With the no-confidence motion today important tables session is to be carried out. All eyes are now on the National Assembly as it is set to meet here on Monday (today) after a two-day recess, with an opposition-moved no-confidence resolution against Prime Minister Imran Khan and a government-sponsored constitution amendment bill seeking the creation of the south Punjab province on its agenda.
Interior Minister Sheikh Rashid Ahmed told a news conference on Sunday said the voting on the no-trust motion would take place on April 4 if National Assembly Speaker Asad Qaiser allowed its tabling on Monday, hinting that the government could further delay the process.
Under the rules, from the day the resolution is moved, it “shall not be voted upon before the expiry of three days, or later than seven days”. The minister’s remarks show that the government will take maximum time for putting the resolution to vote, whenever the speaker allows its tabling.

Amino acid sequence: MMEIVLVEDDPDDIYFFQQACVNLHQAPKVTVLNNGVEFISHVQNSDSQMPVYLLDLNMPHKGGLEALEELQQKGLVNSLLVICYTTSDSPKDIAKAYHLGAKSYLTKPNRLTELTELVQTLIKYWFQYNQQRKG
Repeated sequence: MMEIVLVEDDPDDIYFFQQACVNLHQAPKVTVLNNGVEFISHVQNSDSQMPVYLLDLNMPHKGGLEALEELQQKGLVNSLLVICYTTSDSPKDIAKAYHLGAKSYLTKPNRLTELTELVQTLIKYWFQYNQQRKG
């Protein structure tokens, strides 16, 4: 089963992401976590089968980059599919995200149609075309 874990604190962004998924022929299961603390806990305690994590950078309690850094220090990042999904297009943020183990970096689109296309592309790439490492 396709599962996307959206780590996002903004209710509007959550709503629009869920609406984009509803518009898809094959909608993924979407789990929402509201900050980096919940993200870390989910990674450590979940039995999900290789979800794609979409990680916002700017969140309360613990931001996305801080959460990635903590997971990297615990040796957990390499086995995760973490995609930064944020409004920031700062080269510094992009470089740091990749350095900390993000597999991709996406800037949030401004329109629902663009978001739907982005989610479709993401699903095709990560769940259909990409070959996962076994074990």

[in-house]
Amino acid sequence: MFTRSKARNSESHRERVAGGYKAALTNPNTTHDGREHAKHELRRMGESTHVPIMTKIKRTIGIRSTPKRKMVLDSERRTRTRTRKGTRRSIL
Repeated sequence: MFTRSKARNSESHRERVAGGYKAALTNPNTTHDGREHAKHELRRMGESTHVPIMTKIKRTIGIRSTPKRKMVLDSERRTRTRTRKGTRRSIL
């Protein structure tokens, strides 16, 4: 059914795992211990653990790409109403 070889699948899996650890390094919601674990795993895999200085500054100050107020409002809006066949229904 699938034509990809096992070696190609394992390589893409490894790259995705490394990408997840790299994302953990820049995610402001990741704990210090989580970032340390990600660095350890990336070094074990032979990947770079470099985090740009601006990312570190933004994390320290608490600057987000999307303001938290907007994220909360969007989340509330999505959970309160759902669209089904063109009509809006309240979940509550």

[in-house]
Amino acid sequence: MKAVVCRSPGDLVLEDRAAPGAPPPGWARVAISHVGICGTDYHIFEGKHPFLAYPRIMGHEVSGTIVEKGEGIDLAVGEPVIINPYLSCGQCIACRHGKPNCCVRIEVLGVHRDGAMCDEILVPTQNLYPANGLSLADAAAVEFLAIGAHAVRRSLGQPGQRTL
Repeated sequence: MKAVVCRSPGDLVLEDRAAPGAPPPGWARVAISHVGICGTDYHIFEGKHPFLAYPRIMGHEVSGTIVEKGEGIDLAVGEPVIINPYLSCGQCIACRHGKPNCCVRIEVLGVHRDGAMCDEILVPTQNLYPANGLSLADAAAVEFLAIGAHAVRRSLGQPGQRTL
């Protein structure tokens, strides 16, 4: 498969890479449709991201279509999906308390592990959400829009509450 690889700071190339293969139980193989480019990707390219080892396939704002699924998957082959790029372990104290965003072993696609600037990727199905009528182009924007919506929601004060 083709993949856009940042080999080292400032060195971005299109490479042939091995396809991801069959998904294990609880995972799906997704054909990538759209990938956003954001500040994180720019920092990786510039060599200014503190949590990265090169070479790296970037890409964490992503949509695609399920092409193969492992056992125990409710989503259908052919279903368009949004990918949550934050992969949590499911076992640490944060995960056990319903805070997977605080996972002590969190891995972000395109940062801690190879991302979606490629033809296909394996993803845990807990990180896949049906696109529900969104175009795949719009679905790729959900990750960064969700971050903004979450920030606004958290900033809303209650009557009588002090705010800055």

On the other hand, the opposition parties have planned to hold a strong protest inside and outside the National Assembly if the speaker further delayed presenting the no-confidence motion.
After the decision of Shahzain Bugti of the Jamhoori Watan Party to quit the ruling coalition, the number of treasury members has now reduced to 178 in the 342-member lower house of the parliament, whereas the opposition now enjoys the support of 163 MNAs.